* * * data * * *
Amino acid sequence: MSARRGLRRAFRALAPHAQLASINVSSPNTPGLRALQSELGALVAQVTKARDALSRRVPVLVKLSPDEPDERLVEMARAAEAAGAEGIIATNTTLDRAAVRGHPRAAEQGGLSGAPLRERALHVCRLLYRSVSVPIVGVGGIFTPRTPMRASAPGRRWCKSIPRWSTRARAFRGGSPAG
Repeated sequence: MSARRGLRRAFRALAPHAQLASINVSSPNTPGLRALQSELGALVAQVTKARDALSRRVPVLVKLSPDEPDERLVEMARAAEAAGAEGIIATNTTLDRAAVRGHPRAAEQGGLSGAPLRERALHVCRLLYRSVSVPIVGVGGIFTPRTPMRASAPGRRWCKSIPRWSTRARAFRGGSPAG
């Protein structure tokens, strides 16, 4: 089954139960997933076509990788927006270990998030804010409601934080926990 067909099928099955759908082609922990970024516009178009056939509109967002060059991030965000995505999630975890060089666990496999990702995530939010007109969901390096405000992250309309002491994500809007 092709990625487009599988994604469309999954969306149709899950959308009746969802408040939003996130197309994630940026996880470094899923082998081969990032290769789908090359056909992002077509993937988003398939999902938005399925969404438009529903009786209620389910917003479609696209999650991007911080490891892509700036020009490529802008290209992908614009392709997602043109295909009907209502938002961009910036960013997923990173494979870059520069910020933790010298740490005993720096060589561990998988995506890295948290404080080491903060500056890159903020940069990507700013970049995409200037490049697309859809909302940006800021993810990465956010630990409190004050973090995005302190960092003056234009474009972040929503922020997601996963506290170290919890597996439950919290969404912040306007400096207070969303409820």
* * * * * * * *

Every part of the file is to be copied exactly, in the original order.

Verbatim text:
Amino acid sequence: MSARRGLRRAFRALAPHAQLASINVSSPNTPGLRALQSELGALVAQVTKARDALSRRVPVLVKLSPDEPDERLVEMARAAEAAGAEGIIATNTTLDRAAVRGHPRAAEQGGLSGAPLRERALHVCRLLYRSVSVPIVGVGGIFTPRTPMRASAPGRRWCKSIPRWSTRARAFRGGSPAG
Repeated sequence: MSARRGLRRAFRALAPHAQLASINVSSPNTPGLRALQSELGALVAQVTKARDALSRRVPVLVKLSPDEPDERLVEMARAAEAAGAEGIIATNTTLDRAAVRGHPRAAEQGGLSGAPLRERALHVCRLLYRSVSVPIVGVGGIFTPRTPMRASAPGRRWCKSIPRWSTRARAFRGGSPAG
């Protein structure tokens, strides 16, 4: 089954139960997933076509990788927006270990998030804010409601934080926990 067909099928099955759908082609922990970024516009178009056939509109967002060059991030965000995505999630975890060089666990496999990702995530939010007109969901390096405000992250309309002491994500809007 092709990625487009599988994604469309999954969306149709899950959308009746969802408040939003996130197309994630940026996880470094899923082998081969990032290769789908090359056909992002077509993937988003398939999902938005399925969404438009529903009786209620389910917003479609696209999650991007911080490891892509700036020009490529802008290209992908614009392709997602043109295909009907209502938002961009910036960013997923990173494979870059520069910020933790010298740490005993720096060589561990998988995506890295948290404080080491903060500056890159903020940069990507700013970049995409200037490049697309859809909302940006800021993810990465956010630990409190004050973090995005302190960092003056234009474009972040929503922020997601996963506290170290919890597996439950919290969404912040306007400096207070969303409820």